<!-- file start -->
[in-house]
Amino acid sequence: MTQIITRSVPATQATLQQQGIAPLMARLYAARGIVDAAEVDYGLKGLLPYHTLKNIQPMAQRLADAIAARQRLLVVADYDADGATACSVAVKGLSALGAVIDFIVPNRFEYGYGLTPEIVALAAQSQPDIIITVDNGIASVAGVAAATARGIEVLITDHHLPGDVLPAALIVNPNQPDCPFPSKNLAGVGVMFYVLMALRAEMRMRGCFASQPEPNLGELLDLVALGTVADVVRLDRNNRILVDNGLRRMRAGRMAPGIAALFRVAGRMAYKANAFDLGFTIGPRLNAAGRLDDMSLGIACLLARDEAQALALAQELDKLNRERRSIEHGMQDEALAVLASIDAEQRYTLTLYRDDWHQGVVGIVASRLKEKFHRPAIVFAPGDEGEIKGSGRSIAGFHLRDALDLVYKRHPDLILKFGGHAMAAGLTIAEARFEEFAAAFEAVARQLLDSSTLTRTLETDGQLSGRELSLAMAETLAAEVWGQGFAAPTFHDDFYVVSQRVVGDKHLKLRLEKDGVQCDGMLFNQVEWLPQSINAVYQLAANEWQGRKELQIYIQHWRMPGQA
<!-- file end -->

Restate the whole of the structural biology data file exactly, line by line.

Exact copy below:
[in-house]
Amino acid sequence: MTQIITRSVPATQATLQQQGIAPLMARLYAARGIVDAAEVDYGLKGLLPYHTLKNIQPMAQRLADAIAARQRLLVVADYDADGATACSVAVKGLSALGAVIDFIVPNRFEYGYGLTPEIVALAAQSQPDIIITVDNGIASVAGVAAATARGIEVLITDHHLPGDVLPAALIVNPNQPDCPFPSKNLAGVGVMFYVLMALRAEMRMRGCFASQPEPNLGELLDLVALGTVADVVRLDRNNRILVDNGLRRMRAGRMAPGIAALFRVAGRMAYKANAFDLGFTIGPRLNAAGRLDDMSLGIACLLARDEAQALALAQELDKLNRERRSIEHGMQDEALAVLASIDAEQRYTLTLYRDDWHQGVVGIVASRLKEKFHRPAIVFAPGDEGEIKGSGRSIAGFHLRDALDLVYKRHPDLILKFGGHAMAAGLTIAEARFEEFAAAFEAVARQLLDSSTLTRTLETDGQLSGRELSLAMAETLAAEVWGQGFAAPTFHDDFYVVSQRVVGDKHLKLRLEKDGVQCDGMLFNQVEWLPQSINAVYQLAANEWQGRKELQIYIQHWRMPGQA